Harare (New Ziana) – Small to medium sized millers from across the country who have banded together to form a new association on Tuesday said they are eager to play a bigger role in the government roller meal subsidy programme to ensure adequate supply of affordable maize-meal in the market.
The association, dubbed the Small to Medium Millers Association of Zimbabwe (SMMAZ), was formed recently to cater for the needs of smaller players in the sector.
Late last year, government introduced a roller meal subsidy programme to cushion citizens from the increasing cost of maize-meal.
SMMAZ interim chairman Davis Muhambi said the association’s main focus was to ensure that smaller millers played a bigger role in providing affordable maize-meal to the nation.
“We also intend to use our strategic contacts within the region and beyond to secure grain at reasonable prices,” he said.
“Ultimately the goal is to augment government’s efforts to ensure that all citizens, especially vulnerable groups, have access to cheap and affordable maize meal.”
In future, Muhambi said the association would support farmers through contract farming schemes to boost local maize production.
“In future, participating in contract farming supported by an irrigation programme is very important so that there is sustainable production of grains including maize and wheat for our members. Grains are the bulk of our raw materials, they are our business.
“We are looking into models of financing these programmes with both local and international partners, we are taking these and other such initiatives one day at a time,” he said.
Meanwhile, Muhambi said SMMAZ was born out of the realisation that this segment of millers was not being adequately represented when bundled up with bigger players in the industry.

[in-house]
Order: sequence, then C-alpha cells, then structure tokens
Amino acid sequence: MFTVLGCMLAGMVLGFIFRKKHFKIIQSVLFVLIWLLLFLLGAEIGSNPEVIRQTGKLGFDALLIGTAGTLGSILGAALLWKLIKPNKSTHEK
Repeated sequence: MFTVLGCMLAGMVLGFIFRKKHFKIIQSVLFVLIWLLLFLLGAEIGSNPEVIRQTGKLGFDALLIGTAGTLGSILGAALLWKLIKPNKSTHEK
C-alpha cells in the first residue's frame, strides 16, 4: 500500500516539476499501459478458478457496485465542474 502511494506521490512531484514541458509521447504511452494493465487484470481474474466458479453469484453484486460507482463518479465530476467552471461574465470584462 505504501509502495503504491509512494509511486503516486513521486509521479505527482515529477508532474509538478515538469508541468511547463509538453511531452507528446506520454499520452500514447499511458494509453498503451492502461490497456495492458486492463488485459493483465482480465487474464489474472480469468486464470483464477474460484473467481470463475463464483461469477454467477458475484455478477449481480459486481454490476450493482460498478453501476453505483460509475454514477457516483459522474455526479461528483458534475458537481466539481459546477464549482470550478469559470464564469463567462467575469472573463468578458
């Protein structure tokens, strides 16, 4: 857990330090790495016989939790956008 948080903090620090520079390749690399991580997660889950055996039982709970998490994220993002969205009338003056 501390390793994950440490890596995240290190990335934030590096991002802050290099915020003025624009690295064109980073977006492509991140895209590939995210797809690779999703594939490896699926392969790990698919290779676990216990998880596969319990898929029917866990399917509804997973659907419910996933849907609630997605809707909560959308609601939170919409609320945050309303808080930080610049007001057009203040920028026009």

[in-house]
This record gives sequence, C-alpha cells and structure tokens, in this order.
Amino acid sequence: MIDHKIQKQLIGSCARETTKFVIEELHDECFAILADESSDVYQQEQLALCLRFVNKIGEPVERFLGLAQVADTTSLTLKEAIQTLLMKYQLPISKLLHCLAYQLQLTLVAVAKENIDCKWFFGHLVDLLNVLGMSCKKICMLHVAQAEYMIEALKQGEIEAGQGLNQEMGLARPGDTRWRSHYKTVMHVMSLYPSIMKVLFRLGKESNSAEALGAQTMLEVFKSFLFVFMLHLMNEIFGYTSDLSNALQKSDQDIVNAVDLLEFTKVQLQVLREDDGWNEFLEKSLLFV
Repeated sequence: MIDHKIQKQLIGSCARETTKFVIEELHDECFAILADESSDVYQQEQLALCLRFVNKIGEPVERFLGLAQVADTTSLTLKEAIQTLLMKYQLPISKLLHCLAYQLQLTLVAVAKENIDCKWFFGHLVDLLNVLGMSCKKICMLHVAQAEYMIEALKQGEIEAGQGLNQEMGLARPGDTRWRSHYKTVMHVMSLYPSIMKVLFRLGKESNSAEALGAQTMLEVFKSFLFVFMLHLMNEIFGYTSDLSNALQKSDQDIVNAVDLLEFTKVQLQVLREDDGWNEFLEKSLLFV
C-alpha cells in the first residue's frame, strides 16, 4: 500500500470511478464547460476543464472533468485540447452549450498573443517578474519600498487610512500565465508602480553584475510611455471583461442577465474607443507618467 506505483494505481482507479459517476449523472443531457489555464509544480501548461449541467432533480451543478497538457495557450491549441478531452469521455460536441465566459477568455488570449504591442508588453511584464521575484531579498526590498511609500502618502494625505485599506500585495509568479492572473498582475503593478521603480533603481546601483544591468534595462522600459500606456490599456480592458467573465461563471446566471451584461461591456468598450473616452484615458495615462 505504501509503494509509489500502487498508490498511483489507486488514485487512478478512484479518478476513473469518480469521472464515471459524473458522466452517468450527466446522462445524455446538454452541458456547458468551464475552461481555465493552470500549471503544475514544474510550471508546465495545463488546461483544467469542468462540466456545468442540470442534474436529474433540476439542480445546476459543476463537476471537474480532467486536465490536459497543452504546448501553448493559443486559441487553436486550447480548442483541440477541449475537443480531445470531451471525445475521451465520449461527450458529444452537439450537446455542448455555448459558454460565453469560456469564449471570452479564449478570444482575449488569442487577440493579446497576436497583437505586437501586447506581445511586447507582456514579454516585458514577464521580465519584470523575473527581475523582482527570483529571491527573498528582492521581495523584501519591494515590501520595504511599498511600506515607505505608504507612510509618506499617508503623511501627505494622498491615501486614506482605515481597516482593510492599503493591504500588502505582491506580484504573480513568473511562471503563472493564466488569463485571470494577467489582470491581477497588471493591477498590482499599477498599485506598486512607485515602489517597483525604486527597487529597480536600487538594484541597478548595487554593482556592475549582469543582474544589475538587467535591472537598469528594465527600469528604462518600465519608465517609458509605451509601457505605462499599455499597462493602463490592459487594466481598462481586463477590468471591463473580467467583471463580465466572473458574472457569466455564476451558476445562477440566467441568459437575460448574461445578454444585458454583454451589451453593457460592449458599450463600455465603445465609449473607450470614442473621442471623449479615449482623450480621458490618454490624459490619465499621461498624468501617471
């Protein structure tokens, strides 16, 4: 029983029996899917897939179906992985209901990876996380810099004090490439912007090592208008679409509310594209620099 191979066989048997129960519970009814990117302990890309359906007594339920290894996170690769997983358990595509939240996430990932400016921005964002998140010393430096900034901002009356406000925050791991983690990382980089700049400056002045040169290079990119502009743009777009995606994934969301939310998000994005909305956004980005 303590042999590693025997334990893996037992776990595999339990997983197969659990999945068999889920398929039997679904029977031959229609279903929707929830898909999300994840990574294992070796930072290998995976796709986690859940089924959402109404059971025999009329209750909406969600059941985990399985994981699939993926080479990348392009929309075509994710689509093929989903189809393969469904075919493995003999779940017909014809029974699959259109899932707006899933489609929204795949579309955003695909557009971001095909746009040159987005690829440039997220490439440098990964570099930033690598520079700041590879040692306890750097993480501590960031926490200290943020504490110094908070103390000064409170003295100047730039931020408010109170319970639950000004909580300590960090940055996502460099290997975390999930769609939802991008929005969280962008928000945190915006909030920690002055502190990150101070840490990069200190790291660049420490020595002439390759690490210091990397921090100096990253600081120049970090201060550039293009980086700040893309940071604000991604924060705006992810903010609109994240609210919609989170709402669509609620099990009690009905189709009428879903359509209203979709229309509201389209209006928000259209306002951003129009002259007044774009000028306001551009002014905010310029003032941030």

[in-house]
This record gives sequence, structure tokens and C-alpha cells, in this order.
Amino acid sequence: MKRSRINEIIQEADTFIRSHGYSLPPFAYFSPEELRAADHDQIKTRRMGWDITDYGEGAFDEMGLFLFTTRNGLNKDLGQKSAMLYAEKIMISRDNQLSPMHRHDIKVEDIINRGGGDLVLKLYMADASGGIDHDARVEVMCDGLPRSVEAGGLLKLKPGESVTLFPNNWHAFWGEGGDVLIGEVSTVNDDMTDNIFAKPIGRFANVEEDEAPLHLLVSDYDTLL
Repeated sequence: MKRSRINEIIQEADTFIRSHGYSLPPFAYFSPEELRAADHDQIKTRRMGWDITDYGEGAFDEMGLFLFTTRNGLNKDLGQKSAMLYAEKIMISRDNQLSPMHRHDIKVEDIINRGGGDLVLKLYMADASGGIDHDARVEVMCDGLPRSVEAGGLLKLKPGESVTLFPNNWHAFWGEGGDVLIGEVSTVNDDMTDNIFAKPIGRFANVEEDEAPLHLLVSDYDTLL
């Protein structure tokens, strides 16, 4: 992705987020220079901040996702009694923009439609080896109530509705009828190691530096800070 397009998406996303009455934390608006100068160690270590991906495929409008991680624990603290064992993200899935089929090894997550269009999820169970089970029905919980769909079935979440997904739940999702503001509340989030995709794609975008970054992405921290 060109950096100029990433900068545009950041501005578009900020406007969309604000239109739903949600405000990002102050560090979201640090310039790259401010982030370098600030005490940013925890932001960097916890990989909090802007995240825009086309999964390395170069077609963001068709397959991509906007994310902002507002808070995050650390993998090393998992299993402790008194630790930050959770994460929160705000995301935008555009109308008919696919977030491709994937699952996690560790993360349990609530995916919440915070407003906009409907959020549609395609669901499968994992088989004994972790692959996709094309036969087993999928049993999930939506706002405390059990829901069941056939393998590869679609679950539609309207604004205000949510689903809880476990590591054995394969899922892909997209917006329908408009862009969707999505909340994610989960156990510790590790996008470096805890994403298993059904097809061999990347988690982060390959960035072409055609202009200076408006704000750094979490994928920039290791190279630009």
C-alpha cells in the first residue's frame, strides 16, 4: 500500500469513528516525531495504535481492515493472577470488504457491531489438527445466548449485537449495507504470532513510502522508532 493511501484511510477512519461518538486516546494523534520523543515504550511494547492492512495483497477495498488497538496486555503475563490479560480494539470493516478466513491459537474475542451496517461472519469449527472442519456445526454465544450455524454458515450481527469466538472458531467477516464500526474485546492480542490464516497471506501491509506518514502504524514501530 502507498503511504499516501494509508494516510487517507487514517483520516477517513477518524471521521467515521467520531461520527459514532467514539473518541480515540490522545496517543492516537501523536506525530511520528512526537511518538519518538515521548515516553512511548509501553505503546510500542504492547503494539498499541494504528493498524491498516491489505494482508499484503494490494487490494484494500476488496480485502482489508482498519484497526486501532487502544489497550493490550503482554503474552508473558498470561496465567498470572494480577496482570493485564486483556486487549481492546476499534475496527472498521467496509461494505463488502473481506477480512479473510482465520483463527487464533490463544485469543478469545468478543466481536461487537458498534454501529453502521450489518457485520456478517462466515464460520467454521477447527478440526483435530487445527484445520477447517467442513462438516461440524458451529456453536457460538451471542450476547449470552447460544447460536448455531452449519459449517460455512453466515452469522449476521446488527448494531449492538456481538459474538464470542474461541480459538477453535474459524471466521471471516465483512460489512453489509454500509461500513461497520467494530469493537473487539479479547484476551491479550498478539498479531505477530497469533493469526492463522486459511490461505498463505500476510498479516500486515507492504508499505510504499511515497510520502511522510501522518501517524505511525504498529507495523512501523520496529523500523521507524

“It was therefore imperative that small to medium sized millers be given a home and an identity that portrayed them as such, obviously riding on the global perception, understanding and hallmarks of what SME’s are today. This would then put us on a platform that allows our stakeholders to easily identify with us so that we can articulate the common struggles faced by millers in this category more effectively.”
According to Muhambi, a small to medium miller is one that has a minimum capacity to process one ton per hour at any given site and up to a combined 15 tons per hour nationally or at numerous sites, per grain type.
Millers of all grains including wheat and all small grains are eligible to join the association, he said.
He said SMMAZ’s entry into the milling industry was also meant to complement the already existing Grain Millers Association of Zimbabwe (GMAZ).
“There is ample space for the two associations to co-exist and progressively complement each other. The only competition, if any, which we envisage with or from GMAZ is of a progressive nature, a contestation of minds and ideas to move our sector forward.
“Ultimately, it is our sector, our members and our beloved country that benefit from this type of healthy competition. This is what SMMAZ ultimately aspires and stands for,” he said.
Muhambi added; “It was a very unhealthy situation to have one voice on the table. Our existence will undoubtedly have the progressive consequence, desired or not, of shaping GMAZ going into the future. They too, will keep us in check all to the benefit of the sector.”